Here’s a list of the closers still available in free agency:
And following Toronto’s acquisition of Sergio Santos, here’s a list of all of the teams truly interested in spending significant dollars on a closer:
The Boston Red Sox
Really, that’s it. The Angels have the money to spend on a top reliever, but they already have a very promising ninth-inning guy in Jordan Walden. The Reds, Mets, Orioles and Padres are more interested in bargain hunting then spending big money on a reliever.
We know the Red Sox are interested in Oakland’s Andrew Bailey and that they’ve at least discussed Huston Street with the Rockies, but why go that route when a couple of these relievers are going to hit the bargain bin. The Red Sox might well end up getting Madson for Heath Bell money (three years, $27 million) or Rodriguez for $16 million over two years. Sure, they’d take Bailey over K-Rod all things being equal, but at the price of a couple of top prospects, things are far from equal.
My guess is that the Angels will be involved with Madson, so maybe he’ll still get his four-year deal. But that’s far from a certainty. The Reds could scrape up the money for K-Rod or Cordero, but they’re at least as likely to trade for a closer candidate. Francisco might want to seriously think about accepting that arbitration offer from the Jays, even though he’d be a setup man in Toronto. It’s doubtful he’ll do better elsewhere.
For the first time in a month and a half, Aaron Judge went an entire game without striking out, ending his record streak at 37 games. Judge had an RBI single and three walks in Tuesday night’s 13-4 victory over the Tigers.
Judge went 1-for-4 with a solo home run and zero strikeouts in a 9-4 loss to the Brewers on July 7. Between July 8 and August 20, Judge would strike out in all 37 games, breaking the record previously held by Adam Dunn, who struck out in the first 32 games of the 2012 season. If one counted streaks extending into multiple seasons, Dunn held the record at 36 games as he struck out in his final four games in 2011 as well.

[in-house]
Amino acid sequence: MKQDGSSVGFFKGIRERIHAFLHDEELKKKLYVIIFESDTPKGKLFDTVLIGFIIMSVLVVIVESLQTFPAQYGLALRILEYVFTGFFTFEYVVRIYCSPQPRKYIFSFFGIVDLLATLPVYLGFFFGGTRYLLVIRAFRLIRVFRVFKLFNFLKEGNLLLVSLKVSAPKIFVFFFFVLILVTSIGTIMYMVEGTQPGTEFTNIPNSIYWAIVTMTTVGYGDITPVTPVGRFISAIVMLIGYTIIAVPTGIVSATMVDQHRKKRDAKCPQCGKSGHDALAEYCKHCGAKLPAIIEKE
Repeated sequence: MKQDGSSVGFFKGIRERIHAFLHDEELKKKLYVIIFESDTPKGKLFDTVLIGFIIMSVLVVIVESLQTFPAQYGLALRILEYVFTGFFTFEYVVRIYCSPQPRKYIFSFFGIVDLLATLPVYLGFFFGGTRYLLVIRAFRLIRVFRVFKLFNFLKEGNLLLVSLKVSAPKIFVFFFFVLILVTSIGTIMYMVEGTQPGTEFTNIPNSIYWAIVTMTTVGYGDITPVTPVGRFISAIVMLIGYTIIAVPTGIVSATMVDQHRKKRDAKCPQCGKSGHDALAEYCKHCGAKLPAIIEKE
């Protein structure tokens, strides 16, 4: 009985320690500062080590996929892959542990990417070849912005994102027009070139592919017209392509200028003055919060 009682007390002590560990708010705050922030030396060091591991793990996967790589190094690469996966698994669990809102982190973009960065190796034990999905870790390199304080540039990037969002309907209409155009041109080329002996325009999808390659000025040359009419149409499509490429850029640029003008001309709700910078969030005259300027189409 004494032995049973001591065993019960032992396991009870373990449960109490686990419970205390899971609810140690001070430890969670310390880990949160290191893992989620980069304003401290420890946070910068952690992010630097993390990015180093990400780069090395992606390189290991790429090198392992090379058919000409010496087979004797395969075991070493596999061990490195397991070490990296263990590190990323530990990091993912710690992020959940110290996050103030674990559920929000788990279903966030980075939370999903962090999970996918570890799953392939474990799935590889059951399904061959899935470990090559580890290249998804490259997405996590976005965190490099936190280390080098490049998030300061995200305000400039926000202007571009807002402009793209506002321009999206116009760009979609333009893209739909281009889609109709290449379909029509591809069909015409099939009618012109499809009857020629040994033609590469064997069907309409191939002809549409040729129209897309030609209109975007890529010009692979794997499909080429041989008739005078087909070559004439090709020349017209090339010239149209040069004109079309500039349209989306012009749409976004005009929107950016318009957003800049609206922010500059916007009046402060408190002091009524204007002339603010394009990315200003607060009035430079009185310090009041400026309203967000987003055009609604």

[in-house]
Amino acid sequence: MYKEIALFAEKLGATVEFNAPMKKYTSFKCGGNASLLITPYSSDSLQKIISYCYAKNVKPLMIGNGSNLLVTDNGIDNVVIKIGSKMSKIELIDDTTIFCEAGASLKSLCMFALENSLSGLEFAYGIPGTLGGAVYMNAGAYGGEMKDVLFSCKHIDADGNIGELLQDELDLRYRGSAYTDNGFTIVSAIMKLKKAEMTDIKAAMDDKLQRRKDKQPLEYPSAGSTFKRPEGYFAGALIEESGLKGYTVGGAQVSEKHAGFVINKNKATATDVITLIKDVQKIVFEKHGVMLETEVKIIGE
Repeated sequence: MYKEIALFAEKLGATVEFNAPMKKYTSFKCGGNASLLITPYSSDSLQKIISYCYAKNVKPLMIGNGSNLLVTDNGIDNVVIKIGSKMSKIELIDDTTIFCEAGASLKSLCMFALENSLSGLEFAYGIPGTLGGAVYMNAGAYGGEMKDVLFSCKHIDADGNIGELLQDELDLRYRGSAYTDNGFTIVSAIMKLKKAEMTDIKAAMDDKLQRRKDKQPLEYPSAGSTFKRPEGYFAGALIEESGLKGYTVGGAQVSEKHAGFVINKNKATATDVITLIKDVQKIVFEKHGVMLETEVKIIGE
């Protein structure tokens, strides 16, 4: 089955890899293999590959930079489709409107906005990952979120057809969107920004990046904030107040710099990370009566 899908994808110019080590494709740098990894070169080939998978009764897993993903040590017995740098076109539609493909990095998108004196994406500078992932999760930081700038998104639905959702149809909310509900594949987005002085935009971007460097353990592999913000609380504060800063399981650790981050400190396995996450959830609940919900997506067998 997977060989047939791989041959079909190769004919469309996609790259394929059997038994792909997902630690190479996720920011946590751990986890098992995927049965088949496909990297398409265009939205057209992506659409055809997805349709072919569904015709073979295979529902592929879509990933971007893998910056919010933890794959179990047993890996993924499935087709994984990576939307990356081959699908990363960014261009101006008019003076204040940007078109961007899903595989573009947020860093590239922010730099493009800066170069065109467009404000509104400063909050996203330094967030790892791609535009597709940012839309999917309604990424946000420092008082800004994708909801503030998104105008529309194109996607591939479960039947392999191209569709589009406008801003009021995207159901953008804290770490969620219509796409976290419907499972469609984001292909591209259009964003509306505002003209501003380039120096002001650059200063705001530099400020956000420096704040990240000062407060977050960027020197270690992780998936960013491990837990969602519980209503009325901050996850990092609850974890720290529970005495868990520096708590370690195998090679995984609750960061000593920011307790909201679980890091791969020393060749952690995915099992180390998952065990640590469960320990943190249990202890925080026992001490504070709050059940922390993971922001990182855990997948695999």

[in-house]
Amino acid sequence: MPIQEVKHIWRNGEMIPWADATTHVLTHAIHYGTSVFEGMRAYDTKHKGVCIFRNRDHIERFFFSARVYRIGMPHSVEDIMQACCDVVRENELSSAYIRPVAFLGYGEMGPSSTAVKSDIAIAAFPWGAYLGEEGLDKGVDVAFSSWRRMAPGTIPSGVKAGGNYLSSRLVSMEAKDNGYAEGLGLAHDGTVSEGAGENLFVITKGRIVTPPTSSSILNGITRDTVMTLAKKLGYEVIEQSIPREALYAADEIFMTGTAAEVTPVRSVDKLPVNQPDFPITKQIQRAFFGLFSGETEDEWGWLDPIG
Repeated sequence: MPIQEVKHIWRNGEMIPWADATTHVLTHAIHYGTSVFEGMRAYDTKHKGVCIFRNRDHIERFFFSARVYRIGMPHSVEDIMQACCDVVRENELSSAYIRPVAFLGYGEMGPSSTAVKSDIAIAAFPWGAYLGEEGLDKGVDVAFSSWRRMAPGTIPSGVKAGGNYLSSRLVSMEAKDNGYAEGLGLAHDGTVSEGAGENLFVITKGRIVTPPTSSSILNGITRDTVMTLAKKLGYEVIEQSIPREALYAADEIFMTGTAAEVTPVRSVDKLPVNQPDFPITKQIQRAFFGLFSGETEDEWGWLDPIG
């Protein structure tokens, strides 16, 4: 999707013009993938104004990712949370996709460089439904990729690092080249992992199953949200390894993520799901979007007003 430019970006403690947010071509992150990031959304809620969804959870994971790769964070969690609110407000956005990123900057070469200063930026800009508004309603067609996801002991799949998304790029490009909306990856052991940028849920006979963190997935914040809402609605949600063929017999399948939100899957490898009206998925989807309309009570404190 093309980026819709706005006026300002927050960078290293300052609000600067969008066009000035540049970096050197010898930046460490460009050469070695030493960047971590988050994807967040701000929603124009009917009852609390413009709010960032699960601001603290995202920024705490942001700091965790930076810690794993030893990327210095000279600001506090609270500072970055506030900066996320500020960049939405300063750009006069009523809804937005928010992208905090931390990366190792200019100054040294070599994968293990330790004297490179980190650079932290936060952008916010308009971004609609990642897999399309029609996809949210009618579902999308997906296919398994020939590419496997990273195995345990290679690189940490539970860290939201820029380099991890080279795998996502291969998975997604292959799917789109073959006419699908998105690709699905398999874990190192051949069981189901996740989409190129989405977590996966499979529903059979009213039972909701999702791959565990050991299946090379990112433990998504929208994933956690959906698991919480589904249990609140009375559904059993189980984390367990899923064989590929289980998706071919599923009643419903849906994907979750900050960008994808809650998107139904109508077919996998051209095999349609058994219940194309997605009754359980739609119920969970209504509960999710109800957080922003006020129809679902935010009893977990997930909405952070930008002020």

After Tuesday’s performance, Judge is now hitting .284/.417/.594 with 37 home runs, 81 RBI, and 93 runs scored in 525 plate appearances on the season. He’s had a particularly rough second half, as he entered Tuesday with a .684 OPS since the All-Star break, a far cry from his 1.139 OPS before the break.
Dodgers first baseman Adrian Gonzalez was able to get a ground ball past Pirates first baseman Josh Bell for a double leading off the top of the sixth inning of Tuesday night’s game. He would come around to score later in the inning on a Corey Seager single, breaking a 1-1 tie.
The double gave Gonzalez 2,000 hits for his career. He is the 282nd player in baseball history and the 11th active player to reach 2,000 career hits. Gonzalez also has 300 home runs, making him one of 94 players with at least 300 dingers and 2,000 hits.
Gonzalez, who was recently activated from the disabled list, entered Tuesday’s action hitting .247/.295/.330 with one home run and 25 RBI in 201 plate appearances on the season.